United States has 'many' military options in Korea crisis: Mattis


United States has 'many' military options in Korea crisis: Mattis

Preemptive U.S. military air or missile strikes to take out North Korean nuclear and missile sites are unlikely to end the nuclear threat, and there is a high risk of deadly counterattacks that could draw China and the entire region into war, say these analysts.

Cirincione elaborated by saying that no ballistic missile defense system in existence can even reach the height which the North Korean missile test achieved, according to Defense One.

Plant believes that "North Korea has successfully produced a miniaturized nuclear warhead but question remains if its missile technology could survive a launch into space, and subsequent re-entry to hit an intended target", Plant told Newsweek.

As North Korea continues to test a series of intercontinental missiles and payloads, and as the U.S. continues to respond by unleashing "fire and fury", the Pentagon is said to be rethinking how to respond to such missile launches.

Mattis also confirmed that he and his South Korean counterpart had recently discussed the possibility of putting USA nuclear weapons back into South Korea, an option that has been raised publicly by some South Korean politicians.

In the wake of the United Nations speech, in which Trump additionally hinted that he will tear up the 2015 nuclear deal with Iran, Mattis was left with the unenviable task of reassuring nervous allies in Asia and Europe about the administration's intentions in North Korea and how it might deal with Iran if it again pursues a nuclear weapon.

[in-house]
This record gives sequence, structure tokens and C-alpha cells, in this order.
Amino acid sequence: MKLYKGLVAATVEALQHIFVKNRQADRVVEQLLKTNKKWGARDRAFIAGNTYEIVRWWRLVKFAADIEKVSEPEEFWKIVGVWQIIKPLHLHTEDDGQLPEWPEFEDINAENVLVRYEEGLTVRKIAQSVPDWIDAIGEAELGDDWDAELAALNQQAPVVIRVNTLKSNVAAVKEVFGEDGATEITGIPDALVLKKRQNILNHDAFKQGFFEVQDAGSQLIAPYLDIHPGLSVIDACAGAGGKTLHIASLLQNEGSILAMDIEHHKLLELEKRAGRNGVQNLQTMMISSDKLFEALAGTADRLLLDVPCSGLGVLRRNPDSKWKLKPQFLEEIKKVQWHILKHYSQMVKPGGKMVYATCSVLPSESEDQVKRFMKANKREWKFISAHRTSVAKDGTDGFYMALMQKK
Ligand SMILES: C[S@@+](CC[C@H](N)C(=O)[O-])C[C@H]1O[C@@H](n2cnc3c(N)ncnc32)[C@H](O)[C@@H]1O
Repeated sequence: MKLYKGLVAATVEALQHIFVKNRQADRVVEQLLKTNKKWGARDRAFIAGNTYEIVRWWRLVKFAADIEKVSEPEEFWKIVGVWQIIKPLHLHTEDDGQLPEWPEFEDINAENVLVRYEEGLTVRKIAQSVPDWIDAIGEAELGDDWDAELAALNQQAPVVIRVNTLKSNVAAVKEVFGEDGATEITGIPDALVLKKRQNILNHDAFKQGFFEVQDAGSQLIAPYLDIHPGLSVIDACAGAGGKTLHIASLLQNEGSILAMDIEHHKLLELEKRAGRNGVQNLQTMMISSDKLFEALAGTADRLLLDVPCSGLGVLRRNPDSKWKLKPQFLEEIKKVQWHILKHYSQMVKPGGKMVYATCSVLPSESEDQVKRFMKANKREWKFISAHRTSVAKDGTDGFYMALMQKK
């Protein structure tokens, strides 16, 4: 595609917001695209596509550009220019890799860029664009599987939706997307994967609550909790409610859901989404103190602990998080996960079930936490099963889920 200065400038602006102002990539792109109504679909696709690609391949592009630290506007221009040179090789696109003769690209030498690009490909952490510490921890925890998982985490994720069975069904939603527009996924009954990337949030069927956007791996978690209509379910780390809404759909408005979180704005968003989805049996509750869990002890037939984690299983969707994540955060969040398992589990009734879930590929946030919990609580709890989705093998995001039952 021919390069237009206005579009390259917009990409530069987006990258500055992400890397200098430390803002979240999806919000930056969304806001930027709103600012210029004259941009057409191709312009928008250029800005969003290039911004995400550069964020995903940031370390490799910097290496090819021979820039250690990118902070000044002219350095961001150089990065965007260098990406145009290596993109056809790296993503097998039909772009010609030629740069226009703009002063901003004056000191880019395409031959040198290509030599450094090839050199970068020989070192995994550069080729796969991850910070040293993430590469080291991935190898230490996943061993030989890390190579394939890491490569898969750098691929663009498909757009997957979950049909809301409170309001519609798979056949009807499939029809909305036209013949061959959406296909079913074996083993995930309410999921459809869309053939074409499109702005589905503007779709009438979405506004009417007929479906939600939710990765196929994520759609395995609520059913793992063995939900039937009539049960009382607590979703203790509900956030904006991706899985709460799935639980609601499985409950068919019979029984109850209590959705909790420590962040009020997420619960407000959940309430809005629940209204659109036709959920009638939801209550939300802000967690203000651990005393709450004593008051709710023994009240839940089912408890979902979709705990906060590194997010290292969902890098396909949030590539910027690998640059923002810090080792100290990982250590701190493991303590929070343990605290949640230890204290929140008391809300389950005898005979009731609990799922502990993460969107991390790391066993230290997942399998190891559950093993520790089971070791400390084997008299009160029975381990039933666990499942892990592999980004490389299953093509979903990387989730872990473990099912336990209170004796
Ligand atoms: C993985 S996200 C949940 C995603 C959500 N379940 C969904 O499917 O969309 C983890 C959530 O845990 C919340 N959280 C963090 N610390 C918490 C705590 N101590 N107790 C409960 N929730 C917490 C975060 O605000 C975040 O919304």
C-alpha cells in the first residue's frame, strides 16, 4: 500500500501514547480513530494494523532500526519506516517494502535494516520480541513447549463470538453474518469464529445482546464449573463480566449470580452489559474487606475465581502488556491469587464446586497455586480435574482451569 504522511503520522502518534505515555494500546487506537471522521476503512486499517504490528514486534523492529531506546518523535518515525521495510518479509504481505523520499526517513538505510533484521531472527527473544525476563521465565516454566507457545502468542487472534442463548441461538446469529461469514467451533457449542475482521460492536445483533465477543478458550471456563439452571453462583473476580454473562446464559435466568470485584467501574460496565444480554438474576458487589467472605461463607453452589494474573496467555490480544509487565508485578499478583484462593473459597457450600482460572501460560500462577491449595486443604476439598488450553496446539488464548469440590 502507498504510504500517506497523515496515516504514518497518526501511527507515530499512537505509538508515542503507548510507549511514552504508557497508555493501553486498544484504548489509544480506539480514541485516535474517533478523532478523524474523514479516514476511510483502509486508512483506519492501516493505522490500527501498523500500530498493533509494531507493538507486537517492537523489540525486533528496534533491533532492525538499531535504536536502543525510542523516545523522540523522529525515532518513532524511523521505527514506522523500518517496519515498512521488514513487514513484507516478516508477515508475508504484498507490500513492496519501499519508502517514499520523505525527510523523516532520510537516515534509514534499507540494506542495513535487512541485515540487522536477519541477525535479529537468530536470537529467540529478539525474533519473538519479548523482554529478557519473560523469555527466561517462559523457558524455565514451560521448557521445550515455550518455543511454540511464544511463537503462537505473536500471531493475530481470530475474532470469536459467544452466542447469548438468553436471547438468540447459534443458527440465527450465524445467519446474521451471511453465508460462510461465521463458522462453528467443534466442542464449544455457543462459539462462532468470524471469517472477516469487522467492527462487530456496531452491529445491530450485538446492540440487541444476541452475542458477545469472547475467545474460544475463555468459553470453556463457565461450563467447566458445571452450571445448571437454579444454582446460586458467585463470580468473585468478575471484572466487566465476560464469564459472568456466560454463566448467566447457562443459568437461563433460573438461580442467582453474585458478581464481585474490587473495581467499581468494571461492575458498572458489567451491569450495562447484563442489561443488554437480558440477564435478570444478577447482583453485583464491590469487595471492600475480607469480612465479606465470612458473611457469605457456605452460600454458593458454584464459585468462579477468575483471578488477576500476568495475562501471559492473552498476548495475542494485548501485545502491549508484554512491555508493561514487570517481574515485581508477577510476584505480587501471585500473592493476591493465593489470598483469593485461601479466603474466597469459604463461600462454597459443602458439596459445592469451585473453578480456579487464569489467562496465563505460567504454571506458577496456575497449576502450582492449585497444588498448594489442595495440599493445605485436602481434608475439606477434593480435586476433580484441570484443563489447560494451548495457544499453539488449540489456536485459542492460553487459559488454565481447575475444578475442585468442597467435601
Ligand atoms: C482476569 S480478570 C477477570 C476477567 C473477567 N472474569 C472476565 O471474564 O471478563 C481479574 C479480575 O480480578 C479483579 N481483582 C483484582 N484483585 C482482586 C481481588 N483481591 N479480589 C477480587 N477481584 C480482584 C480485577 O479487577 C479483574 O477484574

"Our Defense Ministry said there has been no communication with the US defense secretary regarding his remark".

"The bottom line is that in the missiles, were they to be a threat, whether it be the USA territory Guam, obviously Japan, Japan's territory, that would elicit a different response from us", he said.

Analysts say reintroducing nuclear weapons in the South, and deploying them in Japan for the first time, would likely legitimize the North's nuclear arsenal and justify its efforts to develop long-range ballistic missile deterrence.

Defense Secretary James Mattis on Monday revealed he has secret military options to strike North Korea - but he's not ready to reveal them publicly. He declined to predict the ultimate defeat of the Taliban, and instead said the United States hopes Kabul can eventually handle its own security, with USA and other foreign military advisers there "for years to come".

Two North Korean missiles recently flew over northern Japan.

During the speech, he also referred to Kim Jong-un's regime in North Korea as "depraved", and called the leader "rocket man".

This came a day after US President Donald Trump threatened to "totally destroy" the Asian country.